Then in 1987-8 major changes were made at the front and the rear of the building.  The pulpit and the choir stalls were removed to make way for a raised dais surrounded on three sides by a removable wooden communion rail.  A lobby and vestry were added at the main entrance to the building.

Stjohns with lobby

Then in 1997 the most recent phase of internal change was completed with the objective of increasing the flexibility of the building for use in a growing variety of ways, both in worship andappropriate social events.  The pipe organ was removed and replaced with a very convincing electronic church organ. The pews were removed, the floor levelled and carpeted, and stackable upholstered chairs introduced. The dais was extended to gain extra space for leading worship.  A small servery was constructed under the balcony at one side, and a small vestry under the other. The previous 'new' vestry, added in 1988, became an additional toilet equipped for wheelchair access.

Stjohns 1980s

We praise God for the resources that have enabled these changes to be made, and the building which serves us so well.  The church is of course the people and not the building, but we pray that the building known as 'St John's Church Woodbridge' will in itself speak to the community of the presence and accessibility of God.


  • 1842-1846: Church built- cost £3000.
  • 1853: Vicarage built - cost £850.
  • 1854: Parish formed.
  • Churchyard closed for burials except for those who had purchased ground.
  • 1881: 3 decker pulpit replaced with a stone and marble one. Also stone prayer desk and seat.
  • 1891: Parish room erected in Vicarage garden, entrance St John's Street. Cost £300.
  • 1896: Side galleries removed. Organ installed south-east front of Church.
  • 1897: Bell hung
  • 1901: Present pews fitted. Church decorated. Gas lights replaced oil and new leaded lights.
  • 1913: Clock fitted in tower for the town.
  • 1919: Last burial service in churchyard.
  • First PCC election.
  • 1925: Electric light installed, cost £50 (replacing gas lights).
  • 1929: Choir Vestry built - cost £300. Teak War Memorial tablet erected.
  • 1943: Parish room destroyed by fire.
  • 1944: Iron railings surrounding churchyard removed.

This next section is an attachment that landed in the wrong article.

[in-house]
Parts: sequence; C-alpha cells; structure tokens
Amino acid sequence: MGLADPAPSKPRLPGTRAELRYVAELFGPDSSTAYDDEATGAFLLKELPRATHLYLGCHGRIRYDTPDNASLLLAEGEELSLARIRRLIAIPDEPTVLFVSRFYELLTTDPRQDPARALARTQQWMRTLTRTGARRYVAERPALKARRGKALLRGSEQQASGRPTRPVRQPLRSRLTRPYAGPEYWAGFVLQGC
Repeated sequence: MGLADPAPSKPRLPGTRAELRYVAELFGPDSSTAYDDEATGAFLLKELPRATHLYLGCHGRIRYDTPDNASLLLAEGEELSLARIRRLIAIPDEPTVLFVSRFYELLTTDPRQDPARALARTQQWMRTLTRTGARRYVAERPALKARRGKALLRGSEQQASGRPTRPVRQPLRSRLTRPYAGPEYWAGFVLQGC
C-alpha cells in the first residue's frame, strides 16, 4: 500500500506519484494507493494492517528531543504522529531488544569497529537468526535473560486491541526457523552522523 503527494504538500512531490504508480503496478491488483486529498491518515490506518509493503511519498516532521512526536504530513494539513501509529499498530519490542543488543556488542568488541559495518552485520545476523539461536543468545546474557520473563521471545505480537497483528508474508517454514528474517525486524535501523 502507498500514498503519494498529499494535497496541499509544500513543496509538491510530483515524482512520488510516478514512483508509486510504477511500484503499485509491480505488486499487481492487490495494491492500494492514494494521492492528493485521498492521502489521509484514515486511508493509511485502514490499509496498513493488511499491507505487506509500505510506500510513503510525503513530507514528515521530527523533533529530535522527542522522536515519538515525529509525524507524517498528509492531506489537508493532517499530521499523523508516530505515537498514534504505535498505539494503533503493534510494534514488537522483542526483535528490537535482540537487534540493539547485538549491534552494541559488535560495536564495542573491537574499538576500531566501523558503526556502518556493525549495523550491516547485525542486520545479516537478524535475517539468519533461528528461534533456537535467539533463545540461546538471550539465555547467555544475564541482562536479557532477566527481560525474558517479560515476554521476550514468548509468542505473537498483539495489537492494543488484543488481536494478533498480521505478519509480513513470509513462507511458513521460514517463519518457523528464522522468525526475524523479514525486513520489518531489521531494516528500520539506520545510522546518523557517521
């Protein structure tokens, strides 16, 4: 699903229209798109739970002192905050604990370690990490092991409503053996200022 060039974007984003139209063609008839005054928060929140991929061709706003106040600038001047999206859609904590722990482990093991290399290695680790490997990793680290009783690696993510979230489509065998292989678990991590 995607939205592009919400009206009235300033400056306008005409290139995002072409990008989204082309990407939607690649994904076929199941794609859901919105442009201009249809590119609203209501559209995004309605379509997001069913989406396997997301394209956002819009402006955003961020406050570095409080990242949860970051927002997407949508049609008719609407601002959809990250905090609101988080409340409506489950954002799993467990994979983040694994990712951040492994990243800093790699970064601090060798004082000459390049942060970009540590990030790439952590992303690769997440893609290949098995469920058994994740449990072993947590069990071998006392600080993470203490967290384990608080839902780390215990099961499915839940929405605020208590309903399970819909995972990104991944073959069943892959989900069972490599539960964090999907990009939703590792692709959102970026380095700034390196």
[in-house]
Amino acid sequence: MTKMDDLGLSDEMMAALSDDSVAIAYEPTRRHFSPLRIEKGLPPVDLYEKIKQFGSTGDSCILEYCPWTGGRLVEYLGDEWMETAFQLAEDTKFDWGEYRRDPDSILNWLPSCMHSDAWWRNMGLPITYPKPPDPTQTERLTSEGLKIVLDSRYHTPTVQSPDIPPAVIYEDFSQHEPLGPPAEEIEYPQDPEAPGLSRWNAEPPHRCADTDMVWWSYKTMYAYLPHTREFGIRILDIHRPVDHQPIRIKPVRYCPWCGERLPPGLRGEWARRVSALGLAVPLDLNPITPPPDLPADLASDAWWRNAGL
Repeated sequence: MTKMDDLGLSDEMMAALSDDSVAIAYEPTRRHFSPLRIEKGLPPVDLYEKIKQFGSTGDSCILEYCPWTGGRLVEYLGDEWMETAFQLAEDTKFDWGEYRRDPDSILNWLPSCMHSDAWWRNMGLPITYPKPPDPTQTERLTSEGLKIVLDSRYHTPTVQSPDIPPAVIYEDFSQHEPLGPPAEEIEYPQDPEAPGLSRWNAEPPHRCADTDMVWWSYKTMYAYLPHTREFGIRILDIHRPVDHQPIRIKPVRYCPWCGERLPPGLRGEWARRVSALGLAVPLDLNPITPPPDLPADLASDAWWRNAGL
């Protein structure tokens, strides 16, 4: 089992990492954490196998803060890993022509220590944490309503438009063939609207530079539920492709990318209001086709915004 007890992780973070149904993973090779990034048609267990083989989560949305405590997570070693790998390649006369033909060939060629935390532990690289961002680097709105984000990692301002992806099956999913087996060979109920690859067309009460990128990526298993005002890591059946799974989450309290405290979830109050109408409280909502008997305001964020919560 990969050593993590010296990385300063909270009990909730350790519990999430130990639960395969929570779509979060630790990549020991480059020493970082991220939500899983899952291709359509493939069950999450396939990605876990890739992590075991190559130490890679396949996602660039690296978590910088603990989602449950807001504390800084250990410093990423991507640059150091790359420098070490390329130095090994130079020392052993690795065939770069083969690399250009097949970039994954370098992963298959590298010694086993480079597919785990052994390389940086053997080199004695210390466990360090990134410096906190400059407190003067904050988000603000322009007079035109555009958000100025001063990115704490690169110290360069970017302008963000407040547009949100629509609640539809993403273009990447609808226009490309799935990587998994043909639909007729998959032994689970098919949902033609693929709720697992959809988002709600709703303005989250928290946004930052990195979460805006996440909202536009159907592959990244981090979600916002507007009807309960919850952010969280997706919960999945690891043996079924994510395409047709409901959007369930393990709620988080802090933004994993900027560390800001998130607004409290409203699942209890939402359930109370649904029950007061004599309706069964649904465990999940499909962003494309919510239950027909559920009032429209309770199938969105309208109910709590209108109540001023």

• 1966-7: Church ceiling replaced and church redecorated.
  • 1975: Spire removed because unsafe
  • 1982: North gallery staircase removed, and toilet and wash basin put in its place. Church redecorated.
  • 1984: New vicarage built, old vicarage bought by the congregation for use as family centre.
  • 1985: New electric blower for the organ.
  • 1988: choir pews, font, pulpit and brass communion rails removed. New matching wooden table, pulpit, font, clergy desks, choir chairs and communion rails bought. Raised dais built and carpeted. Amplification and recording system fitted. New entrance porch and vicar's vestry built at west end of church. Existing entrance doors replaced by glass panelled doors.
  • 1994: Full-time Youth Leader appointed
  • 1996: Church Hall interior extensively renovated
  • 1996: Plans to reorder the interior of St John's
  • 1997: Pipe organ and pews removed and replaced with digital electronic organ and chairs. Dais and communion rails extended. Dais, nave and gallery recarpeted. New vestry, servery and disabled WC built. New PA system installed.
  • 2002: New spire added to church building.
  • 2010: Major repairs to Old Vicarage roof and chimneys.
  • 2014: Major external repairs to high parts of church building, particularly to the north and west.
  • 2015: Complete internal redecoration of the church building.


  • 1846-1871: Revd J M Rowley
  • 1871-1881: Revd T H Edwards
  • 1881-1919: Revd C B Ratcliffe
  • 1919-1923: Revd P M Hinde
  • 1923-1946: Revd T G Rhind-Tutt
  • 1946-1953: Revd R Tydeman
  • 1954-1963: Revd H Hodge
  • 1964-1968: Revd E T N Jarvis
  • 1968-1973: Revd D Parsons
  • 1974-1985: Revd R G Speck
  • 1985-1991: Revd P H Miller
  • 1992-1998: Revd R F Webb
  • 1998-2012: Revd D G Gardner
  • 2013: Revd C Howard